• CDC's National Prevention Information Network (NPIN) ran a series of webinars on social media for public health.  The first series is over, but you can get the recordings and slide sets here.
  • Social media for public health (#SM4PH) Twitter chats.  These are on a variety of topics, and they can be a great opportunity to network with others in your field.  Follow @sm4ph on Twitter for updates.
  • Net Tuesday Meetups.  Held the first Tuesday of every month in Center City Philly, with the theme "social web for social change."  A friendly group of people that know how to make things happen with little to no funding.
  • If you like books as much as I do, I'd recommend the new Social Change Anytime Everywhere from Allyson Kapin and Amy Sample Ward.
  • And my favorite social media blogs/websites:
    • Dialogue Consulting.   They're Australian, so keep this in mind when looking at webinar times.
    • John Haydon.  Discussing social media for nonprofits.
    • Nonprofit Tech 2.0.  A social media guide for nonprofits.
    • Seth Godin.  Neither nonprofit nor social media-specific, but generally good, helpful advice.  Short, sweet, and published daily.
    • The Face of the Matter.  Health communications blog from Philadelphia-based Jim Garrow.
    • Buffer.  A more general interest blog about productivity, social media, and more.
    • Mashable's Social Media section.  All the most up-to-date news on social media.  Easy to get information overload here - take what you need, and ignore the rest.
    • Public Health Memes.  Great for a field-specific laugh.

There's the roundup.  If you're already on social media, what are some of your favorite resources?  If you're not, what's stopping you?

Thursday, June 6, 2013

The Team: Noel Ramirez

This post is part of a series that features a member of the community planning team - one of the devoted members of the Ryan White Planning Council or the Prevention Planning Group that volunteers his or her time to improve HIV services in our area.

This month, we feature Noel Ramirez.  Noel is now a Planning Council member, but until recently he served on the Prevention Planning Group. I asked him the following questions.

What made you decide to get involved in community planning?
I wanted to bring a youth/young person perspective to the table to shake things up a bit.  I was also tired of hearing people say that young people are apathetic.  We’re not.
You previously served on the Prevention Planning Group, and now you're on the Ryan White Planning Council, which is a pretty unique situation.  How do you think your time on the PPG will help you as an RWPC member?
I got to sample the great snacks and fruit flavored teas!
On the real, my time with the PPG was helpful in initially understanding the planning process.  I also got to meet people in the planning council through a variety of ad-hoc meetings.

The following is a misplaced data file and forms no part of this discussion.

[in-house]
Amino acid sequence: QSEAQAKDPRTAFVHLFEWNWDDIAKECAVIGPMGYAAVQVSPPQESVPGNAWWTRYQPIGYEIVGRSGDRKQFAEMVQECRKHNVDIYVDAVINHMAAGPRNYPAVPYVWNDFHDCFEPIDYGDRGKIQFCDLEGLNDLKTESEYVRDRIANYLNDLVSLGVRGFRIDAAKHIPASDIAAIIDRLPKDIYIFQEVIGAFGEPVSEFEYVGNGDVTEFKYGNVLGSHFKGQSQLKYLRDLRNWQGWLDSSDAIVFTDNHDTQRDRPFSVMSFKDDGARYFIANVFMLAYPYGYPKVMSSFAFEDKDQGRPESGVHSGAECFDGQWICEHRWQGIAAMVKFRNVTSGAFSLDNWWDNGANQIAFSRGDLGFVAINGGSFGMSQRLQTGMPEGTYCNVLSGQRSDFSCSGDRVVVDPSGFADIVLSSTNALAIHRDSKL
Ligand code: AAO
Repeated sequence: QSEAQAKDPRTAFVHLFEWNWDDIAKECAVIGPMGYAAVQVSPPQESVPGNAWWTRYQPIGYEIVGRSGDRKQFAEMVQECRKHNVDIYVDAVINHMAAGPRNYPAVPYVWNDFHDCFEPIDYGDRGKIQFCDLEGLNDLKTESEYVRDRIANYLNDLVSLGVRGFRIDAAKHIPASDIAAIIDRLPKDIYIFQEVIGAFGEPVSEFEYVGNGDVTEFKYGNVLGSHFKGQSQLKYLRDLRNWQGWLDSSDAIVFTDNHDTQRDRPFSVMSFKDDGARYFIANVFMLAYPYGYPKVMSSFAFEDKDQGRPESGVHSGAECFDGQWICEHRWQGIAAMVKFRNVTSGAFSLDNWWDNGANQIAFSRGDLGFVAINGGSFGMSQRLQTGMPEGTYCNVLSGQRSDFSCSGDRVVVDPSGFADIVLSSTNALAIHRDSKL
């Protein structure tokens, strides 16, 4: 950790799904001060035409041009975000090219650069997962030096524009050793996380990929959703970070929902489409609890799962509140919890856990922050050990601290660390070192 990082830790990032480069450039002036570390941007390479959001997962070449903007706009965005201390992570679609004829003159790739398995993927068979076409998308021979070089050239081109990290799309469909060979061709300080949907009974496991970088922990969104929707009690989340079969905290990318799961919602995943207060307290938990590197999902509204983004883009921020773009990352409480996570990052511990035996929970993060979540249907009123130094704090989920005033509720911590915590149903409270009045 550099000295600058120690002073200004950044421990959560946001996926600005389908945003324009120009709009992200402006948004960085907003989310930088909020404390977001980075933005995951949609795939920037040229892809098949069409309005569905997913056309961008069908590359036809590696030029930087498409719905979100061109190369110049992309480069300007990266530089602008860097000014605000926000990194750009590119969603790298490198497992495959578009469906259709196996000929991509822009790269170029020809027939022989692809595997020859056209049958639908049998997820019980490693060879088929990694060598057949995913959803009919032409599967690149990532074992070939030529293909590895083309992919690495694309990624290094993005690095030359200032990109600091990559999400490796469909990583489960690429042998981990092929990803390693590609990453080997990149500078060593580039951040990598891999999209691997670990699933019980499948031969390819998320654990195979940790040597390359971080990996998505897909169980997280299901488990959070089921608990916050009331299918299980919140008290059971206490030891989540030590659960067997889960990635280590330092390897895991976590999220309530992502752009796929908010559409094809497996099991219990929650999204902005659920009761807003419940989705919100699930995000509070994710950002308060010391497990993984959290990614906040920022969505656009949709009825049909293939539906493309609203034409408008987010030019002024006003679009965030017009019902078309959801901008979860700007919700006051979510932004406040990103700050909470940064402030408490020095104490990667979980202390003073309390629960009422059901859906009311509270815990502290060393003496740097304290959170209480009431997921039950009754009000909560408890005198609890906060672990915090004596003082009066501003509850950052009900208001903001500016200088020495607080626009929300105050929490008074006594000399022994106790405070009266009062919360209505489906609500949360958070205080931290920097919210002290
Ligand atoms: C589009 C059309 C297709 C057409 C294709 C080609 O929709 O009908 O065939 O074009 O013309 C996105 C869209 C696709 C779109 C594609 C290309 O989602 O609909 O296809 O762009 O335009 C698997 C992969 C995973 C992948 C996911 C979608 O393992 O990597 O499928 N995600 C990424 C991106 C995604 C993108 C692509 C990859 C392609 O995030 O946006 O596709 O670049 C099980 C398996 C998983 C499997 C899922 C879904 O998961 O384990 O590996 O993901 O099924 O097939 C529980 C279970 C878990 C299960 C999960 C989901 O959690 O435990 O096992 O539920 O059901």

What is your favorite part about community planning?
My favorite part of community planning is learning the mechanics of policy and practice.  As a direct service provider, I never quite understood how and why things are. Community Planning really gives me an opportunity to really see what goes on behind the scenes.

What is the biggest challenge facing community planning today?
I’m working with getting some young people into it.  Outreach to youth and creating opportunities for young people seems to be the most obvious challenge. 

What do you wish more people knew about community planning?
The office staff and the community are awesome and fabulous.  (Ed. note: No, I didn't coerce Noel into saying that.)  The refreshments are great. And your voice is actually pretty important.
Noel: One of the many faces of community planning
What do you do?  What programs are you involved with?
I am a program manager at St. Christopher’s Hospital for Children and manage a program called The Sexuality With Education And Truth (SWEAT) Project.  The SWEAT project is a community-wide program for HIV+ young gay/bisexual men in Philadelphia. I work with different HIV care provider sites and develop/facilitate programming that provides young dudes an opportunity to find their voice, find a friend and find a community that support, loves and honors who they are.
I also do consulting work with YHEP’s Prep Program “I AM Men’s Health” and have developed curriculum and programming for HIV- men who are taking Prep.

What do you want Philadelphians to know about PrEP?
It’s an option and new technology for you when deciding how you’re going to engage in sex.  Check it out and talk to a medical provider for more information! 

What is your favorite thing about the Philly area?
I love riding my bike through different neighborhoods in the summer. I have also am currently having a love affair with Fuel…perhaps my favorite food joint so far. Next to Smokeless BBQ in South Philly.
Anything you like to do while you're in the neighborhood for meetings?  (No is fine!)
My programming work is usually in the evenings, so I’m usually off to that.

Anything else you'd like to add?
I love, honor and respect the people involved in the fight of HIV.  Planners, affected, infected, medical providers, administrators, government folks, medical case managers and allies, you have all stolen my heart :)

To meet our featured community planners or get involved in the process yourself, we invite you to participate in one of our meetings. You can always view a meeting calendar at, or email to learn more.